Because contractors like Aramark are so massive, they are able to negotiate lucrative rebate programs with the industrially sized food suppliers and producers with whom they uniformly do business (small and medium sized producers can’t afford to pay rebates, supply a large national network, or pay for the liability insurance that the big contractors require).  When their suppliers pay these rebates, they pay them to the contractor nationally – individual food services operations/contractees never see the benefit of a rebate.  In other words, Aramark Ryerson pays full wholesale for whatever food items it sells and this cost is what is used in the calculation of gross profits.  But because of the lucrative rebates it has negotiated, Aramark Canada, gets a slice of that action before gross profits are calculated.    Industry experts indicate that such rebates amount to well over 10% of food costs.  And other experts indicate that the food services giants attempt to run gross margins of over 15% on their contracts, which implies that the ‘well over’ part of the 10% estimate is a rather gross understatement.  But then companies like Aramark do the same thing for every single aspect of their operation.  For instance, the negotiate a huge umbrella insurance program that covers all of their individual contracts, and then parcel that out on a pro-rata plus profit basis.  Need their in-house nutritionists to do nutritional analysis – same thing: the “direct cost” that is charged to each individual operation is at a cost-plus healthy profit price.

This model doesn’t just limit what Aramark can provide to consumers in terms of prices, it also has huge and disastrous consequences for workers and the environment; because of their dependence on rebates, and large, industrial sized food supplier/producers, the Aramark’s of the world tend to support the very forms of agri-business that have been linked with soil-erosion, water and air pollution, the unethical treatment of farm labour, and massive drops in the nutritional value of our food.  In terms of food security, companies like Aramark support a regime that is terrorizing our environment, abusing workers, and generating shitty, highly processed, simulacra that are said to resemble food.

In most cases companies like Aramark can operate an institution’s food services program at a small profit – even given their cost and profit inflating rebate shell game.  For reasons already outlined this is not the case with Ryerson.  In most cases then, institutions could be forgiven for not really giving a shit about the fact that across the country those institutions that self-cater (i.e. contract-in), out-perform those that contract out along every key measurable criteria (higher retail sales, higher average cheques, less staff sickness, lower food costs).  Operating food services programs, especially ones that do a good job, is no easy task, and a University might tell itself that it is an institution of higher learning, not a food services provider (forget about fueling good performance or the pedagogical importance of good food, or the environmental impacts of such behaviours).  Still, those institutions that contract out and get a profit could perhaps be forgiven for ignoring the fact that, at schools like Ryerson, self-contractors uniformly out-perform those that contract out!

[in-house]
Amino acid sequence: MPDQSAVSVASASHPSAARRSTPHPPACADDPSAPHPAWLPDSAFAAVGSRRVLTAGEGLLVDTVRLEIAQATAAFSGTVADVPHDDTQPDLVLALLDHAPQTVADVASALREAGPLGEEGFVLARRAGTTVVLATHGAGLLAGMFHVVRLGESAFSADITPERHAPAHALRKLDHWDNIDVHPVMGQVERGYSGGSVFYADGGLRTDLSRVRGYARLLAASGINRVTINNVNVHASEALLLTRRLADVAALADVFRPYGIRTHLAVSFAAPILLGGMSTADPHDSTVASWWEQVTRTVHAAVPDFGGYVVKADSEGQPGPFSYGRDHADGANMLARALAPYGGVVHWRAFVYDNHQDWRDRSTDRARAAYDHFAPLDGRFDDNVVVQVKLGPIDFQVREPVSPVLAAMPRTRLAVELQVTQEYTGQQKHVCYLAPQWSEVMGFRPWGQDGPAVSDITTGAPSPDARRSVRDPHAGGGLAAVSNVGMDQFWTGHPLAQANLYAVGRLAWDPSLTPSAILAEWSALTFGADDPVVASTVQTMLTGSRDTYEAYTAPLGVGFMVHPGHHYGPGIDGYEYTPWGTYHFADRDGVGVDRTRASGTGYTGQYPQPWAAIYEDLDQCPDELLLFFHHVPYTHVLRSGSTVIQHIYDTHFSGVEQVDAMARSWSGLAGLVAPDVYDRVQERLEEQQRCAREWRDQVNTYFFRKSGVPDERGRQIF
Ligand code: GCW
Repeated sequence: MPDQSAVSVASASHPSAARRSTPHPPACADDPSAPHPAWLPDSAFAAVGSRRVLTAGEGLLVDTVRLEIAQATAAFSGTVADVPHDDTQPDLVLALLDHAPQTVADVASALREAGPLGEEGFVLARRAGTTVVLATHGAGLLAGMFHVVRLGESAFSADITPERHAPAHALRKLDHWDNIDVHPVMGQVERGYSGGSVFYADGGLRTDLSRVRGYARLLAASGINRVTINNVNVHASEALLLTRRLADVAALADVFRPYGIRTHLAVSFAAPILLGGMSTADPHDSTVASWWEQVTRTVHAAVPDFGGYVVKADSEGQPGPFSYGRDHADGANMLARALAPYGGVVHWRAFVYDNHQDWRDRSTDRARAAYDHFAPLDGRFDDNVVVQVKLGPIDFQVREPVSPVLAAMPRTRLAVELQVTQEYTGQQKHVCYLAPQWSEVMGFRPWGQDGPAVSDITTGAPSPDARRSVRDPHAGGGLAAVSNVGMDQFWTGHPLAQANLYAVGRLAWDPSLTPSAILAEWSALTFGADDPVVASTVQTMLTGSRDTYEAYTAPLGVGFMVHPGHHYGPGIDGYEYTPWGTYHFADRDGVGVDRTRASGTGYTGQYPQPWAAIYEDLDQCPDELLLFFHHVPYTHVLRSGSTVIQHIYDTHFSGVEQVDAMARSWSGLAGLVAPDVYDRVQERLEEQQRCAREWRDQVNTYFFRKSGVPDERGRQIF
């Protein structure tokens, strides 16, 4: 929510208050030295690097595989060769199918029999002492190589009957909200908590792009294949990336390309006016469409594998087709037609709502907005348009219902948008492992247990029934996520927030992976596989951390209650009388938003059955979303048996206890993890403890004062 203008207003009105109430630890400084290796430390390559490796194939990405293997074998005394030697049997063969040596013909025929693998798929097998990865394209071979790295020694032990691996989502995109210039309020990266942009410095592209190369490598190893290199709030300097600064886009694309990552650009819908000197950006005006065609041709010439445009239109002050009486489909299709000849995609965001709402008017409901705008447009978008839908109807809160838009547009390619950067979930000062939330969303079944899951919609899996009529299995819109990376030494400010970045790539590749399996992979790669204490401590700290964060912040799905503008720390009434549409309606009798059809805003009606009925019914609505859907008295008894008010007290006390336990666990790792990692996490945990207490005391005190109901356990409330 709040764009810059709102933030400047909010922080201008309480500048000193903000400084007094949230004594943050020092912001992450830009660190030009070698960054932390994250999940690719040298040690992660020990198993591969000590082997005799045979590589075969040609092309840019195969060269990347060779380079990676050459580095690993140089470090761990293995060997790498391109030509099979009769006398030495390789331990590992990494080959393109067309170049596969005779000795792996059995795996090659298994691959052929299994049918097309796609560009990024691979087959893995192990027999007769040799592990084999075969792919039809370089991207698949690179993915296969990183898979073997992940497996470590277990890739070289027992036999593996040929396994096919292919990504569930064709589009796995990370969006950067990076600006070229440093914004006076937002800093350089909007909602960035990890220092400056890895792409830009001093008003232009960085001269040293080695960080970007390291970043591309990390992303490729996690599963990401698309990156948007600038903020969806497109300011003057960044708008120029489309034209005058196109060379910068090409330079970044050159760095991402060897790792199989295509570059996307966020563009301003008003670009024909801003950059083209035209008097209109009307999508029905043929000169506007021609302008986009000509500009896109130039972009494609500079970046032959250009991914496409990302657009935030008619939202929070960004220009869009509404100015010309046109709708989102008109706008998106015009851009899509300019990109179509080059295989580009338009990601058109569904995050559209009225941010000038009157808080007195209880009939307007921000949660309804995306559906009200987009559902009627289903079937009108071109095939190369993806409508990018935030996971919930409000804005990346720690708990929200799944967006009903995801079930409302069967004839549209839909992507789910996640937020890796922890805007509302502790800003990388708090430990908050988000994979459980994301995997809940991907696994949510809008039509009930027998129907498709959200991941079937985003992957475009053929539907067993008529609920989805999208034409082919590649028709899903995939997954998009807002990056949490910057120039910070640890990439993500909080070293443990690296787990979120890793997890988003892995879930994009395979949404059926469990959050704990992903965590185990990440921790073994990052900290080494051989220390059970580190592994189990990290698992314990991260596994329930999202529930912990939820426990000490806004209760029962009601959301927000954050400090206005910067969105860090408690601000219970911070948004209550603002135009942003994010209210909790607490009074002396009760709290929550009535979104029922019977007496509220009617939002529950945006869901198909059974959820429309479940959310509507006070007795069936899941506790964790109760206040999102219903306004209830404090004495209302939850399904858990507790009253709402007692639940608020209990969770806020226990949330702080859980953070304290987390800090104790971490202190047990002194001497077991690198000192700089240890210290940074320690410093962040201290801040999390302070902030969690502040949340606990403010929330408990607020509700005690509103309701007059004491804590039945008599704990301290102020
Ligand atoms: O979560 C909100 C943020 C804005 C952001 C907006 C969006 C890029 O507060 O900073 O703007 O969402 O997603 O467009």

But one would think that the administrators at Ryerson, those charged with being prudent and wise financial managers of public money and tuition-fees, would give more of a shit about those facts.  They don’t.  Nope, not one little nugget of shit. Aramark’s contract with Ryerson is up and the University is simply not interested in meaningfully exploring alternatives.  In fact, when offered a viable not-for-profit alternative, Ryerson simply said, “not for us”.  Why?  They didn’t really say.

What they did say is that they were committed to putting out a request-for-proposals document that was detailed, something that would lead to a contract that would provide the University with the flexibility to try new and innovative things in areas of the campus that don’t yet have food services outlets.  And they also committed to “holding the contractors feet to the fire” by including in their contract a set of performance criteria against which they could measure Aramark’s future performance.  But when pressed on how they would overcome the structural barriers that prevent large contractors like Aramark from being more flexible on price and quality, on things like sourcing ethically and sustainably produced food, the University was utterly silent.  With but a few scant weeks before the RFP goes out, the University just is not ready to discuss in that kind of detail, as they put it.

The conclusion, it would seem, is a foregone one: without time to prepare a detailed and rigorous RFP, Ryerson will have to live through another five-years of shitty food, food that will cost both students and the University millions and millions of dollars.